New Zealand Part II

Cities: South Island High Country

A hearty breakfast in the country kitchen at Wharekauhau and then we meet Dougal McKenzie, who is a “kiwi” from the South Island but has been living in the North Island for the past 30 years. Dougal is going to show us the region including some wineries today.nz2

We head out and first drive through the small towns of Featherstone and Greytown. Here we make an important stop at Schoc, a wonderful chocolate shop. With 65 different flavoured chocolate bars ranging from Sea Salt, Sweet Basil, Sweet Chili, Cardamom and Toasted Coconut – a worthy stop when you come down. Onto a small shop that features Pau shells, which are very cool colored shells made into all types of trinkets. Great for family gifts!

Then to Martinborough – home to some of New Zealand’s finest Pinot Noir and Sauvignon Blanc vineyards. With its shale-like soil, this is the perfect region to grow these fine grapes. Several of the wineries have small restaurants and serve a delightful lunch, including the totally organic Vynfields (both grapes and food) in a very picturesque setting.

The highlight was meeting the owners of Murdoch James Estate – down in the cellars we learned from Roger about the intricacies of growing the grapes there, with the birds being a huge problem prior to harvest. One thing at SWAIN we can now do is “become a winemaker for a day”, where we take you to a winery and you are an employee for a day, you can pick the grapes, squash and start the fermenting process. Learn all aspects about what it is to be a winemaker. Call us to find out more.

On the way back we leave Martinborough (with a couple of cases in tow!) in beautiful sunshine. Within minutes, we are in the middle of a huge storm that had come up from the South Island. High winds and rain made the drive back to Wharekauhau slow yet interesting!

Another fine dinner from Anthony in the library tonight.

An early start as our Helipro Eurucopter lands on the front lawn to fly us back to Wellington and our connecting Air New Zealand flight to Christchurch on the South Island. A short 45 minute flight has us land in the South Island and after collecting our luggage we arrange for our Budget Rental Car and head out.

A Ford Falcon XR is our car for the next 7 days as we traverse the South Island from center, to west coast and down to Queenstown. I had planned ahead and printed out my Google maps for the driving sectors, but also had arranged with Budget for a GPS to be in the car. While there are very few roads here, I always like to know where I am going. We head out of the airport and with one turn we are on the road to Grasmere Lodge (that is how easy it is).

Grasmere Lodge is near Arthurs Pass, about half way between Christchurch and the West Coast. We pass through several small towns such as Springfield and Sheffield (known for their meat pies – which is an Aussie and Kiwi institution).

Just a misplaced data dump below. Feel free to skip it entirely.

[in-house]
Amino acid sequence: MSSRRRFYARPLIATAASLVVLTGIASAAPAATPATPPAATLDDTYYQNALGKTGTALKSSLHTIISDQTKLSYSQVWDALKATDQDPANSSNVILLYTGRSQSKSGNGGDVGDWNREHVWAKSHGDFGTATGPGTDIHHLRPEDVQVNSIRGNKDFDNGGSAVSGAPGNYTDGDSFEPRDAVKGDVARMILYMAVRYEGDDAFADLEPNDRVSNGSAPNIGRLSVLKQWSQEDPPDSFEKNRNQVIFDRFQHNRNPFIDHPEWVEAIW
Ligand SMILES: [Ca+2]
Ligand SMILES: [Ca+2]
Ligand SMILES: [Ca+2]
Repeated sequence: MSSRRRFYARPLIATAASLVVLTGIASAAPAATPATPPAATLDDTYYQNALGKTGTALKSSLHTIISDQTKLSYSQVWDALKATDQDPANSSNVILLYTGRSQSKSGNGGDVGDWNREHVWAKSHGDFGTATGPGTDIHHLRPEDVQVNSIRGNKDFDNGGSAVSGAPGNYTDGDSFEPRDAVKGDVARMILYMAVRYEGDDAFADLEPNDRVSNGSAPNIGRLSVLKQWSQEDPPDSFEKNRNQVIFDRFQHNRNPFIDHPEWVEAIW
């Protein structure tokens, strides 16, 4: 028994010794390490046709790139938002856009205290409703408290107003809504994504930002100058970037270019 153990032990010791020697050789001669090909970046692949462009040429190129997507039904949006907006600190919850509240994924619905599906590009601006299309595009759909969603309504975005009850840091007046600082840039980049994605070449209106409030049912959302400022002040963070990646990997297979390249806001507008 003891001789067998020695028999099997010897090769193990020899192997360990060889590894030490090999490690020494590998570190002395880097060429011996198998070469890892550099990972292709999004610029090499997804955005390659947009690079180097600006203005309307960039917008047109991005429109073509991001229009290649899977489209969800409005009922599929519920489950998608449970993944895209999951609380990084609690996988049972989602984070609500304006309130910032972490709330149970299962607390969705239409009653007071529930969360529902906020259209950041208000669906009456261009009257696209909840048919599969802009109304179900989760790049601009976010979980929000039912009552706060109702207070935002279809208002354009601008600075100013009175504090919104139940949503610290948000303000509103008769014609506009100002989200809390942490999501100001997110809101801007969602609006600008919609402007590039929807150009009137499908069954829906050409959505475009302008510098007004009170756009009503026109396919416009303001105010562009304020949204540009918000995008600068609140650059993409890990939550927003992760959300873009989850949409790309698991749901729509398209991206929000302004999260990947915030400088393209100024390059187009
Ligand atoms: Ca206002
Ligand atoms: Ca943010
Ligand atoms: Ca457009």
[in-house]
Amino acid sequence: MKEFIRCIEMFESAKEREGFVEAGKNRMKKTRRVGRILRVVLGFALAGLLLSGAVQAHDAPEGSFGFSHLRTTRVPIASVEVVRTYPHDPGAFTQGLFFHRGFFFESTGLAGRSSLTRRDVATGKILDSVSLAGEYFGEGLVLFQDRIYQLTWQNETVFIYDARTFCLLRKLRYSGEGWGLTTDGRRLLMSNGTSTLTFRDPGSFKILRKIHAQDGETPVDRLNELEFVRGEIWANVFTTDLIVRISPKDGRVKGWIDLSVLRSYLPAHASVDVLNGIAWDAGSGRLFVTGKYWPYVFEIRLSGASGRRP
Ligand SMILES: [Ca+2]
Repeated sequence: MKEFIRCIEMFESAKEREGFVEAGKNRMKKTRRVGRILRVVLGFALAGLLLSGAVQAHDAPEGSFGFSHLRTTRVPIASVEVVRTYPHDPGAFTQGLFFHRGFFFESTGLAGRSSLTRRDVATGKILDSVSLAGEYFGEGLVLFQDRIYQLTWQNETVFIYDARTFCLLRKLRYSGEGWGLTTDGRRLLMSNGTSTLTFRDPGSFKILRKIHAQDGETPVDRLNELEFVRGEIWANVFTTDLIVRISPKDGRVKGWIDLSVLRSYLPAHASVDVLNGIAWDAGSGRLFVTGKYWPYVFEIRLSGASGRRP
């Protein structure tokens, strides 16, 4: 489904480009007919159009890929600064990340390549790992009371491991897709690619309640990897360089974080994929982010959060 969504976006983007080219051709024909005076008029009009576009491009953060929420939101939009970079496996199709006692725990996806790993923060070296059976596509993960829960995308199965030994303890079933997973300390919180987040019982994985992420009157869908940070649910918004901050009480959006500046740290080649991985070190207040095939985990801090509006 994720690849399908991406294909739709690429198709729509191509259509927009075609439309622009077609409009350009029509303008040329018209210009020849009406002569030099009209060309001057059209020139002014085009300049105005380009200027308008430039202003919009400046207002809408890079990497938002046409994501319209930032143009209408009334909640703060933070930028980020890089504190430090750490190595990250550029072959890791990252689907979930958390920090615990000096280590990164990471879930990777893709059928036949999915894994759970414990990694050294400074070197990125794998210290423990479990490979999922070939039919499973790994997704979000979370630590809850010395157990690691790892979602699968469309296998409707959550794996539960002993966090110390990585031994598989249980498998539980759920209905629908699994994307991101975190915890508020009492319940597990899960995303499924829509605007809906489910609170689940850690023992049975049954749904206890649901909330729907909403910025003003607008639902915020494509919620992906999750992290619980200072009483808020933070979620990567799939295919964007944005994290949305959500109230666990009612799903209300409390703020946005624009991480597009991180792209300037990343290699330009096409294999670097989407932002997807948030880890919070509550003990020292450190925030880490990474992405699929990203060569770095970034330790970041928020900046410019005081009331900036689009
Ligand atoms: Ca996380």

Just past Springfield we came across the Kura Tawhiti Conservation Park. These are hundreds of huge limestone boulders and rock formations, that are not found anywhere else…how did they get there? We stopped and investigated. The energy at this area is incredible, just to sit there and soak it in, well worth spending an hour here en route to Grasmere.

We actually drove back here the next day to explore in more depth.

Just over an hour’s drive we see the signs to Grasmere and turn off the highway.

Tom who is part owner greets us as we arrive and settle into our “cottage” which is a beautiful 2 bedroom house with incredible views of the high country.

I sat looking at these views for hours, you just don’t get tired of them!

Once settled, Linda and I, wanting to be active, took one of their nature trails to the summit of a small hill on the 35, 000 acre property for some even more spectacular views. The camera doesn’t do this area justice. You have to be here! Back to our house and we opened a bottle of wine we had purchased the day before and sat and enjoyed the views.

At 7 we meet for cocktails prior to dinner…a very civilized way to do things while traveling. Dinner was superb as we expected along with great pairings of wines.

Next day, breakfast then we are off to feed the sheep…yes the sheep. There are 4 sheep here who have been having hand-fed meals for many years and have become quite finicky. They enjoy the breakfast and dinner leftovers of the fresh-made bread rolls, croissants and tarts. It was very cool to have sheep come up to you, rather than run away.

Off to the stables and we mount our horses – Linda was on Aggie and I was on Clyde, huge part Clydesdale horses. We head out with Kerry (a local from Christchurch area) and tour the property. Truly wonderful seeing the property from horseback. We spent an hour and a half before arriving back at the stables and heading to lunch.

This afternoon we headed back to the rocks and then returned for our afternoon viewing of the property with a glass of wine.

At Grasmere we dine with the other guests, which on our first night we were with 8 other Americans, Tom and Jo. Tonight being our Anniversary, Tom had arranged for a special candlelight dinner in the library, the oldest room in the house (dating back to mid 1800’s). It is rumored that Sarah Hordon is still there in spirit (she was the first owner of the property). Linda made contact and we learned more about the history of the lodge, which was then and still is a working sheep, dairy and cattle station.

Grasmere Lodge is fully run and owned by local New Zealanders, which makes for an ideal place to visit and to learn more about the country.

End of day 6.

Next, we drive down the rugged West Coast!

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